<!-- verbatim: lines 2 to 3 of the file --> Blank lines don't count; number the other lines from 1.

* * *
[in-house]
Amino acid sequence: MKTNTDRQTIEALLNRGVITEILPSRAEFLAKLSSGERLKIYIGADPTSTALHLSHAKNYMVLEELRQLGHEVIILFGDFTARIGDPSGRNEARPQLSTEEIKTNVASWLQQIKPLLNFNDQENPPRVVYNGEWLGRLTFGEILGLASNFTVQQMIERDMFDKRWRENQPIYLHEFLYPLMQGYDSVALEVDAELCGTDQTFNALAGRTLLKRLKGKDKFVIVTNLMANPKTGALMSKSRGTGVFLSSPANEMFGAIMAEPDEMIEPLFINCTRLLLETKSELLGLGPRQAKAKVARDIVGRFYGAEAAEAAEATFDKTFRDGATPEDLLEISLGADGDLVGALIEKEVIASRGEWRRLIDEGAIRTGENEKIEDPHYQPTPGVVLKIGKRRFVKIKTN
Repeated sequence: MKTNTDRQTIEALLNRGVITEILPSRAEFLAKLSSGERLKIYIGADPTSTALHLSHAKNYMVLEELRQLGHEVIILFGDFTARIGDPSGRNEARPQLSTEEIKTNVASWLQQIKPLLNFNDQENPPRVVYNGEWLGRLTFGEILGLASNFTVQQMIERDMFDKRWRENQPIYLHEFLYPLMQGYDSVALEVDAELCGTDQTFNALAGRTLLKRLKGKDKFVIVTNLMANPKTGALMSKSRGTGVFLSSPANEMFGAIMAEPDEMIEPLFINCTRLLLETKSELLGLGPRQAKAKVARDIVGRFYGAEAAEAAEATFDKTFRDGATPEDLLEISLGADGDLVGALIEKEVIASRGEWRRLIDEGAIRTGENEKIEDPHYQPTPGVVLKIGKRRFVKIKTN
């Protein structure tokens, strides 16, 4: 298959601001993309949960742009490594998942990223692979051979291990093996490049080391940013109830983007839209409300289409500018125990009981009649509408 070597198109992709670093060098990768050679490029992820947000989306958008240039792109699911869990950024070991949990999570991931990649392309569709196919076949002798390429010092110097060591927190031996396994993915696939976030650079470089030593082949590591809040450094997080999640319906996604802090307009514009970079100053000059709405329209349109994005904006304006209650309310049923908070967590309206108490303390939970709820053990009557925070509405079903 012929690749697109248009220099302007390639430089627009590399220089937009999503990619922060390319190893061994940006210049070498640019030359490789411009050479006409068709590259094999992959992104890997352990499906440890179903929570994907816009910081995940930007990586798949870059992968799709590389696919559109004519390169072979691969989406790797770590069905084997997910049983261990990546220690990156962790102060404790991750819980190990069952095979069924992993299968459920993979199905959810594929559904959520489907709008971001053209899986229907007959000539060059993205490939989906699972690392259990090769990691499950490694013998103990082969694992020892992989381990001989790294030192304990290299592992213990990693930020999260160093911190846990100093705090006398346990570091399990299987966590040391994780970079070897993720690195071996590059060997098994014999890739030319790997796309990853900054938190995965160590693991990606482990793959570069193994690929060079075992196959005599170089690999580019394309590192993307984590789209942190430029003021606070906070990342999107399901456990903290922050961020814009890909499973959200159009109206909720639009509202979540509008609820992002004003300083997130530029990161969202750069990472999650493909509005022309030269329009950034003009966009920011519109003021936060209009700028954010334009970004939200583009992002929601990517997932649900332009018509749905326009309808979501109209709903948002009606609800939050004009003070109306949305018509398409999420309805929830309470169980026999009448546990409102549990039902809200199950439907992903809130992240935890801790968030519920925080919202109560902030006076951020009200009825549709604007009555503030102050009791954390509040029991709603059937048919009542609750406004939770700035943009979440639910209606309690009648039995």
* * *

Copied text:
Amino acid sequence: MKTNTDRQTIEALLNRGVITEILPSRAEFLAKLSSGERLKIYIGADPTSTALHLSHAKNYMVLEELRQLGHEVIILFGDFTARIGDPSGRNEARPQLSTEEIKTNVASWLQQIKPLLNFNDQENPPRVVYNGEWLGRLTFGEILGLASNFTVQQMIERDMFDKRWRENQPIYLHEFLYPLMQGYDSVALEVDAELCGTDQTFNALAGRTLLKRLKGKDKFVIVTNLMANPKTGALMSKSRGTGVFLSSPANEMFGAIMAEPDEMIEPLFINCTRLLLETKSELLGLGPRQAKAKVARDIVGRFYGAEAAEAAEATFDKTFRDGATPEDLLEISLGADGDLVGALIEKEVIASRGEWRRLIDEGAIRTGENEKIEDPHYQPTPGVVLKIGKRRFVKIKTN
Repeated sequence: MKTNTDRQTIEALLNRGVITEILPSRAEFLAKLSSGERLKIYIGADPTSTALHLSHAKNYMVLEELRQLGHEVIILFGDFTARIGDPSGRNEARPQLSTEEIKTNVASWLQQIKPLLNFNDQENPPRVVYNGEWLGRLTFGEILGLASNFTVQQMIERDMFDKRWRENQPIYLHEFLYPLMQGYDSVALEVDAELCGTDQTFNALAGRTLLKRLKGKDKFVIVTNLMANPKTGALMSKSRGTGVFLSSPANEMFGAIMAEPDEMIEPLFINCTRLLLETKSELLGLGPRQAKAKVARDIVGRFYGAEAAEAAEATFDKTFRDGATPEDLLEISLGADGDLVGALIEKEVIASRGEWRRLIDEGAIRTGENEKIEDPHYQPTPGVVLKIGKRRFVKIKTN